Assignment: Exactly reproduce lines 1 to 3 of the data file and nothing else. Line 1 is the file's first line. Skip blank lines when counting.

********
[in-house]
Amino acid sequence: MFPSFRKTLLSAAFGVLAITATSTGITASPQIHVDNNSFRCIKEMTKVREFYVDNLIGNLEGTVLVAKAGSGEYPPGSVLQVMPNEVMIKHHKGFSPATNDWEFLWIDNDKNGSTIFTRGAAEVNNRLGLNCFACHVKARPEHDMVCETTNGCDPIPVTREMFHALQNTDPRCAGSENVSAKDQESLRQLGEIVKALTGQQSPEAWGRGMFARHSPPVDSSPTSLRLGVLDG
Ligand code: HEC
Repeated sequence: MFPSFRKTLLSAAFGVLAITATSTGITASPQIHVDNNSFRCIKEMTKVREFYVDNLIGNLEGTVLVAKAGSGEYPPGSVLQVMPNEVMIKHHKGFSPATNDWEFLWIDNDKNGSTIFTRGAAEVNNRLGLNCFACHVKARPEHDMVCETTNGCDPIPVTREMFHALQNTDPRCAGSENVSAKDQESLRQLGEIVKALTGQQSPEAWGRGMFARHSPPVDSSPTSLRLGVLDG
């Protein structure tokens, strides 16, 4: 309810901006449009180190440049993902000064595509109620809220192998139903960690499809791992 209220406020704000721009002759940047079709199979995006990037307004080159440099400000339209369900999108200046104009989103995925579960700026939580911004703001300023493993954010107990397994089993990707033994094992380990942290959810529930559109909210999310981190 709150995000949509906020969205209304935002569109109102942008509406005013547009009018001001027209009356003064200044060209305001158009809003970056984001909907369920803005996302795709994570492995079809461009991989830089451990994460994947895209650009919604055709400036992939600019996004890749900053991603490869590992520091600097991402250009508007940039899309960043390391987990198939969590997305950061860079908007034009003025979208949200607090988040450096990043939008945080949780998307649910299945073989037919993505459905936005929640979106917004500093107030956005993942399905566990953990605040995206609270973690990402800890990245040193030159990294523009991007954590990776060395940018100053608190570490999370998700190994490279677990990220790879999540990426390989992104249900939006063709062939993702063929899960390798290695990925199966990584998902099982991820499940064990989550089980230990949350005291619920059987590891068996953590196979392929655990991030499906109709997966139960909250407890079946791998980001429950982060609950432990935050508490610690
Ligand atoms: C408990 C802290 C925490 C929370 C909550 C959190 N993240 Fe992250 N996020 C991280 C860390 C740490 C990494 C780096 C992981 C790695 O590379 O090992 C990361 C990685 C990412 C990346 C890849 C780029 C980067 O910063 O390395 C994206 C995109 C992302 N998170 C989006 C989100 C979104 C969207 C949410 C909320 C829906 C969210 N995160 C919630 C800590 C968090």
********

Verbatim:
[in-house]
Amino acid sequence: MFPSFRKTLLSAAFGVLAITATSTGITASPQIHVDNNSFRCIKEMTKVREFYVDNLIGNLEGTVLVAKAGSGEYPPGSVLQVMPNEVMIKHHKGFSPATNDWEFLWIDNDKNGSTIFTRGAAEVNNRLGLNCFACHVKARPEHDMVCETTNGCDPIPVTREMFHALQNTDPRCAGSENVSAKDQESLRQLGEIVKALTGQQSPEAWGRGMFARHSPPVDSSPTSLRLGVLDG
Ligand code: HEC